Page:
Currency Exchange

Only Australian currency can be used in Australia. If you have not brought some with you, you will need to do so as soon as possible after arrival. You can do this at the airport. Once you have arrived in Sydney, you can also change money at any bank or at currency exchanges that can be found in the city.

Electronic Transfer

You can transfer money into Australia by electronic telegraph or telegraphic transfer at any time. This is a fast option and will take approximately 48 hours, but the bank will charge a fee on every transaction.

ATMs

Automatic Teller Machines are located everywhere (including at the airport) and you can immediately withdraw cash from your overseas bank account at ATMs displaying the Cirrus Logo (if your ATM card has international access). Check this with your financial institution before leaving home.

Credit Cards

All major international credit cards are accepted in Australia but you must remember that repayments to many of these cards can only be made in the country where they were issued. Do not rely on being able to get a credit card once you arrive in Australia because this is very difficult due to credit and identification laws.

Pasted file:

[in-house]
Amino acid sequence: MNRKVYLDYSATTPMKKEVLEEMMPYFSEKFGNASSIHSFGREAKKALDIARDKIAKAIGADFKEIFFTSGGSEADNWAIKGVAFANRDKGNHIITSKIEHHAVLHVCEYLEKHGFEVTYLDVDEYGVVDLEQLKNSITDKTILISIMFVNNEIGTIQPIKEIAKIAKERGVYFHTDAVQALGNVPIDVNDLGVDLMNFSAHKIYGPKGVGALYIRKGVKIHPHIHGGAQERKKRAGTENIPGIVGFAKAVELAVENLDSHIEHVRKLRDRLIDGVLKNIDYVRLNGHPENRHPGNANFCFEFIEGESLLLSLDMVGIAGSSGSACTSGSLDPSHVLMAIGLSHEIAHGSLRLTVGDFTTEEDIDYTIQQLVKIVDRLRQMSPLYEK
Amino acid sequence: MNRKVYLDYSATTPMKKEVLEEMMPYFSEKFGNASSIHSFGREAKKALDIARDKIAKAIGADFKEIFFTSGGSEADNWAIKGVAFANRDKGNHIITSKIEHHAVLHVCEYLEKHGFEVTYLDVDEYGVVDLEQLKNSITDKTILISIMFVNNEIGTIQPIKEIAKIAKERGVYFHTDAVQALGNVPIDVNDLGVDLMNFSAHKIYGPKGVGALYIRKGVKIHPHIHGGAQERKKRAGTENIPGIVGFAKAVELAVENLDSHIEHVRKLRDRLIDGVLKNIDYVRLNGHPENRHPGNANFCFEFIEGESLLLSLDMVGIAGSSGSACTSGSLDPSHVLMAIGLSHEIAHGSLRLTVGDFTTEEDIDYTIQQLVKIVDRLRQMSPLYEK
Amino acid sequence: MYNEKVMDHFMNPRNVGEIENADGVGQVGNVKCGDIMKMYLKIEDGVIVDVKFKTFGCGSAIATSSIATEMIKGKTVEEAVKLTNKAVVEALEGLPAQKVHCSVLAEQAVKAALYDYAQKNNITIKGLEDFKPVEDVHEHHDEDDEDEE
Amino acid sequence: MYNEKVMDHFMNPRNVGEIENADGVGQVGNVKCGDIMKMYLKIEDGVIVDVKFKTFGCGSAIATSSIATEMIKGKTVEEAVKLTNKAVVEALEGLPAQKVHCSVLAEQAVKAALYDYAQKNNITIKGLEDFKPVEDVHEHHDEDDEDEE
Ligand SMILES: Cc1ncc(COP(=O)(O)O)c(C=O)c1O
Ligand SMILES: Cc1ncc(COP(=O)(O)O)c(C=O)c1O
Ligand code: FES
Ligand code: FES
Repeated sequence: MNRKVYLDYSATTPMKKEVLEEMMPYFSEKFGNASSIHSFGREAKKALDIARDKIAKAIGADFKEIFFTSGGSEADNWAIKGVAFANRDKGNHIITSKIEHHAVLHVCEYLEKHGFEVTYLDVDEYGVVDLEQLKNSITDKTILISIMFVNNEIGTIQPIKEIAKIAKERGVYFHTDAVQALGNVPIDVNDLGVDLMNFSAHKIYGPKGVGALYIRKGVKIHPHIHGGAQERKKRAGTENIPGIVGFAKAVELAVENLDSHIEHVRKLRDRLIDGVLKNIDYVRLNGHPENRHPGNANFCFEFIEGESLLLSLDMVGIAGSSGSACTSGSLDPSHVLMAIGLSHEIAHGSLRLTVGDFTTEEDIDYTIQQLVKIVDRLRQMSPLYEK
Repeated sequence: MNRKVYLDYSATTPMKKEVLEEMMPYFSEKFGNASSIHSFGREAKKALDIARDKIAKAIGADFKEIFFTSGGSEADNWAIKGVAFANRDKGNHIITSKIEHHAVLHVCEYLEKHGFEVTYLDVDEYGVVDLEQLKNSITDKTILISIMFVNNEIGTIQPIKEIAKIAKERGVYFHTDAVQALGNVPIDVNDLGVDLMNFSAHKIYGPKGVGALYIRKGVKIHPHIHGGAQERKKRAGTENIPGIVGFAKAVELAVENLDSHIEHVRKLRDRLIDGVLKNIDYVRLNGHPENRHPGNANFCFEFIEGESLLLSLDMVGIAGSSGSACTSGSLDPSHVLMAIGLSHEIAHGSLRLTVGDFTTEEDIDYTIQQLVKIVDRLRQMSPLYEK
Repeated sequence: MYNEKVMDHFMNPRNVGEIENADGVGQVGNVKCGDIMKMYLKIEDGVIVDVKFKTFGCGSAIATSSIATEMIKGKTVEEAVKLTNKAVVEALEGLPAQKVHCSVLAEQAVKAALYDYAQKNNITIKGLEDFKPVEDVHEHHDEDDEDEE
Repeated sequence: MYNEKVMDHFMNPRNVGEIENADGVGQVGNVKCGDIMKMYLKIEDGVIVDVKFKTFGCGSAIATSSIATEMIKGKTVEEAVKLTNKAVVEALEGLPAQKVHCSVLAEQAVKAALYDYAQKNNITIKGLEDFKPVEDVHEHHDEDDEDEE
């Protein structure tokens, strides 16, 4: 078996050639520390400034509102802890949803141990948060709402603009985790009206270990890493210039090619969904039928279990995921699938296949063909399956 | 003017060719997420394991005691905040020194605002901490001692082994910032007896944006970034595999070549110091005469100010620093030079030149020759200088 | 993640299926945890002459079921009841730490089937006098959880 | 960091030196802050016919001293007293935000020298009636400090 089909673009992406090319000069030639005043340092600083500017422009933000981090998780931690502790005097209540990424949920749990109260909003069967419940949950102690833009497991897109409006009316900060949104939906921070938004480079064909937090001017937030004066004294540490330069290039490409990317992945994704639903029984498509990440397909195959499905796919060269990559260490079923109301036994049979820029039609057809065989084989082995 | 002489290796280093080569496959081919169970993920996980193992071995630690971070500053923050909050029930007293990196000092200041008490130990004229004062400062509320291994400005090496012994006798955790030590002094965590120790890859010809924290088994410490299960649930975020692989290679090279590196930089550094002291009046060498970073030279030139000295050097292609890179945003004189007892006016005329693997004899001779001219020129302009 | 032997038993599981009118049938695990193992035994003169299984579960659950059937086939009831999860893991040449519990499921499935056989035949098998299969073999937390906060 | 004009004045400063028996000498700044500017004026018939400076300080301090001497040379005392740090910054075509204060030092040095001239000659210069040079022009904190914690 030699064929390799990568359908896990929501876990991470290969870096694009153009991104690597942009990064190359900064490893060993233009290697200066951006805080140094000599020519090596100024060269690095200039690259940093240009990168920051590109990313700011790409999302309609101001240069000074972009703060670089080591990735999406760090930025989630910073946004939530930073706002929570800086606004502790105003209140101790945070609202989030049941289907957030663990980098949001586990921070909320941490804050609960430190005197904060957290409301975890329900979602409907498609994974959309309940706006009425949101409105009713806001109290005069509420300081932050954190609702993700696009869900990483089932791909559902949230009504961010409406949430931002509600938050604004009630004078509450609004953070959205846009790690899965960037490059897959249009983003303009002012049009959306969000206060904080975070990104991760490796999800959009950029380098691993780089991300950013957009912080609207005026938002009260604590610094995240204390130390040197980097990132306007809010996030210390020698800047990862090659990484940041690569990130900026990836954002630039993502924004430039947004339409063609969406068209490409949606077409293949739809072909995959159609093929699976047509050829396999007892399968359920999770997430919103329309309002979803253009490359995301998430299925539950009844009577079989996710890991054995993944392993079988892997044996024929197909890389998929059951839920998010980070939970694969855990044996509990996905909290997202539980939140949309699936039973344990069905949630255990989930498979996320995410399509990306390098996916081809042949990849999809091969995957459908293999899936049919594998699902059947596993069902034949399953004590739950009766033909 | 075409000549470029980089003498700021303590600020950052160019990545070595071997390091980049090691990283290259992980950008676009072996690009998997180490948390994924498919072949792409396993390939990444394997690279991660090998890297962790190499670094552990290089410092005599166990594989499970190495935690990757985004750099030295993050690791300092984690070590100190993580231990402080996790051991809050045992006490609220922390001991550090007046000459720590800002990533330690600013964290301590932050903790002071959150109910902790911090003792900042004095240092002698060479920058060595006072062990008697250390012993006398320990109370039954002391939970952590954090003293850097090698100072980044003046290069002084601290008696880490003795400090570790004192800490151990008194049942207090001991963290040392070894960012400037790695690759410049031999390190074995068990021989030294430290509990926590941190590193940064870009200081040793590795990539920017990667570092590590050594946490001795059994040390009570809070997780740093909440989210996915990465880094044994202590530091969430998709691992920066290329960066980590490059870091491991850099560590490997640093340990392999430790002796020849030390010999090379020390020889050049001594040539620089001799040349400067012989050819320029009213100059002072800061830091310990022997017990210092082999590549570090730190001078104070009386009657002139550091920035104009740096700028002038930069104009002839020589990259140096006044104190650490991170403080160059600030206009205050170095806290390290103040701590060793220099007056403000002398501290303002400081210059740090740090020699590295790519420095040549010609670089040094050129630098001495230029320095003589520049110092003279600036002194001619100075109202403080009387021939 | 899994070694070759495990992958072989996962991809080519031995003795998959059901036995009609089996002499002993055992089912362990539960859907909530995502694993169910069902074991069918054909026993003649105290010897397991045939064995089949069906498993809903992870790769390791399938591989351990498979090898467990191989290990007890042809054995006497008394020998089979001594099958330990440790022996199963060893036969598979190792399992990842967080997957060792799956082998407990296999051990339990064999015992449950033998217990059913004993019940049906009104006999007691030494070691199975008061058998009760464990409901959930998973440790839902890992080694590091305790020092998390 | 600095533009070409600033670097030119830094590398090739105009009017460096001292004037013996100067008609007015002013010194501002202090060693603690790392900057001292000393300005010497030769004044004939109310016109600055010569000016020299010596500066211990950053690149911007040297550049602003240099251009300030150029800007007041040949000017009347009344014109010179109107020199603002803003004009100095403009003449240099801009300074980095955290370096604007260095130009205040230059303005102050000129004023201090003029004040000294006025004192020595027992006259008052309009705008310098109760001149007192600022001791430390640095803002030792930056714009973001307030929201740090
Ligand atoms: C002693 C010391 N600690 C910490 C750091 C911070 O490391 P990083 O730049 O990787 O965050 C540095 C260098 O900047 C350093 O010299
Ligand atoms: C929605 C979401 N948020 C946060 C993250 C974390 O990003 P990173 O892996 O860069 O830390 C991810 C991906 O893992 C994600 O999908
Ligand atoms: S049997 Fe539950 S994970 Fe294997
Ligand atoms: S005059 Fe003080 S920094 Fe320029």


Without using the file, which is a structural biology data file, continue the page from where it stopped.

Bringing My Family

Most student visas allow you to bring your family members to Australia as your dependants (check your individual circumstances with the Department of Immigration and Citizenship See: Arranging Visas). Family members include your spouse, and you and your spouse’s dependent children. Before bringing your spouse or children to Australia, you will have to prove that you can support them financially. The cost of supporting a family in Australia is very high. You may have to consider and discuss many issues with your family.

Keeping in Contact

Before you leave home, you should provide your family and friends, and your education provider in Australia, with details of your flights to Australia and where you will be staying when you arrive. (Do not change these details without informing them.) Once you have arrived in Australia, you should then let your family and friends know that you have arrived safely. It is important to ALWAYS let someone know where you are and how to contact you by phone or by post.